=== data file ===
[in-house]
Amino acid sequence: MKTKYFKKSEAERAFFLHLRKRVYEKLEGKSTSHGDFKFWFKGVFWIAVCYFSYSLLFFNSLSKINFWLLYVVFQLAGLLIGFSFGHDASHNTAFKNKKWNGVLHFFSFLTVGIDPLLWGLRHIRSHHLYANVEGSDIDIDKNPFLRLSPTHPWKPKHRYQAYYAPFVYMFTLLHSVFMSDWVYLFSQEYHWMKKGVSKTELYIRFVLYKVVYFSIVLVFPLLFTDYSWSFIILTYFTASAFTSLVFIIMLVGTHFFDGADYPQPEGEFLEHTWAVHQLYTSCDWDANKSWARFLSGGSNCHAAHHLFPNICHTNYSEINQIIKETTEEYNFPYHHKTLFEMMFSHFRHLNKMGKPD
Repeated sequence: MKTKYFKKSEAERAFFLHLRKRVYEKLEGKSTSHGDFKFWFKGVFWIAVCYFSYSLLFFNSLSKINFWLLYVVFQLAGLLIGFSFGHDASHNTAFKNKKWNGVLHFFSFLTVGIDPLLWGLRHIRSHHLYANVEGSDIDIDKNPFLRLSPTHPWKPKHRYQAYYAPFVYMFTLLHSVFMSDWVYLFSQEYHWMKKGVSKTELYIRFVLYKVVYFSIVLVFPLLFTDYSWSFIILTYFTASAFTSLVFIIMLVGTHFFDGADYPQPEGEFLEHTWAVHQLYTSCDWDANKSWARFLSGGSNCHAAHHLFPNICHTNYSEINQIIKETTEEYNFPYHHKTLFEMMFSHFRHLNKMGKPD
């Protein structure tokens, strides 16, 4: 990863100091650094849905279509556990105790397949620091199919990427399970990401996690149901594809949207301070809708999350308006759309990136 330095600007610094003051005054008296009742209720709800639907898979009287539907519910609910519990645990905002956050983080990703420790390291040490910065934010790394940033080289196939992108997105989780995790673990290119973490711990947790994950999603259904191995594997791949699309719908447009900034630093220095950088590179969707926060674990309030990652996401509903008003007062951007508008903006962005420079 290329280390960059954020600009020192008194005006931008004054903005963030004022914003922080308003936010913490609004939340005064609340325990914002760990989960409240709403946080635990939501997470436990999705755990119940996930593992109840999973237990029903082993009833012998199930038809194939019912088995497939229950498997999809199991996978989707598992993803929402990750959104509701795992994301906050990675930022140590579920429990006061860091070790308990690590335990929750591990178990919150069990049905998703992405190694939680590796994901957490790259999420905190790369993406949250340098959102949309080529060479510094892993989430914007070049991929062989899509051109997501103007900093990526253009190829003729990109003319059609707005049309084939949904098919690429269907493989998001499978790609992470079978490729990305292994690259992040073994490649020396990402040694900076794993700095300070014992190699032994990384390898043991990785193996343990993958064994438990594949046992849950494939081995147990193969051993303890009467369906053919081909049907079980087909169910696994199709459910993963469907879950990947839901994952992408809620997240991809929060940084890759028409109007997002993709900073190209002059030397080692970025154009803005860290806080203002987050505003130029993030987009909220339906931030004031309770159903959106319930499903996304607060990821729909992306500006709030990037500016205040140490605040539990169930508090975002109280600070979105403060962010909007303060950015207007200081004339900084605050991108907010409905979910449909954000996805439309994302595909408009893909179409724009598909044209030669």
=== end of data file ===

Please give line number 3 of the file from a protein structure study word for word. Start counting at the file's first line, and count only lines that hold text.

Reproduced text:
Repeated sequence: MKTKYFKKSEAERAFFLHLRKRVYEKLEGKSTSHGDFKFWFKGVFWIAVCYFSYSLLFFNSLSKINFWLLYVVFQLAGLLIGFSFGHDASHNTAFKNKKWNGVLHFFSFLTVGIDPLLWGLRHIRSHHLYANVEGSDIDIDKNPFLRLSPTHPWKPKHRYQAYYAPFVYMFTLLHSVFMSDWVYLFSQEYHWMKKGVSKTELYIRFVLYKVVYFSIVLVFPLLFTDYSWSFIILTYFTASAFTSLVFIIMLVGTHFFDGADYPQPEGEFLEHTWAVHQLYTSCDWDANKSWARFLSGGSNCHAAHHLFPNICHTNYSEINQIIKETTEEYNFPYHHKTLFEMMFSHFRHLNKMGKPD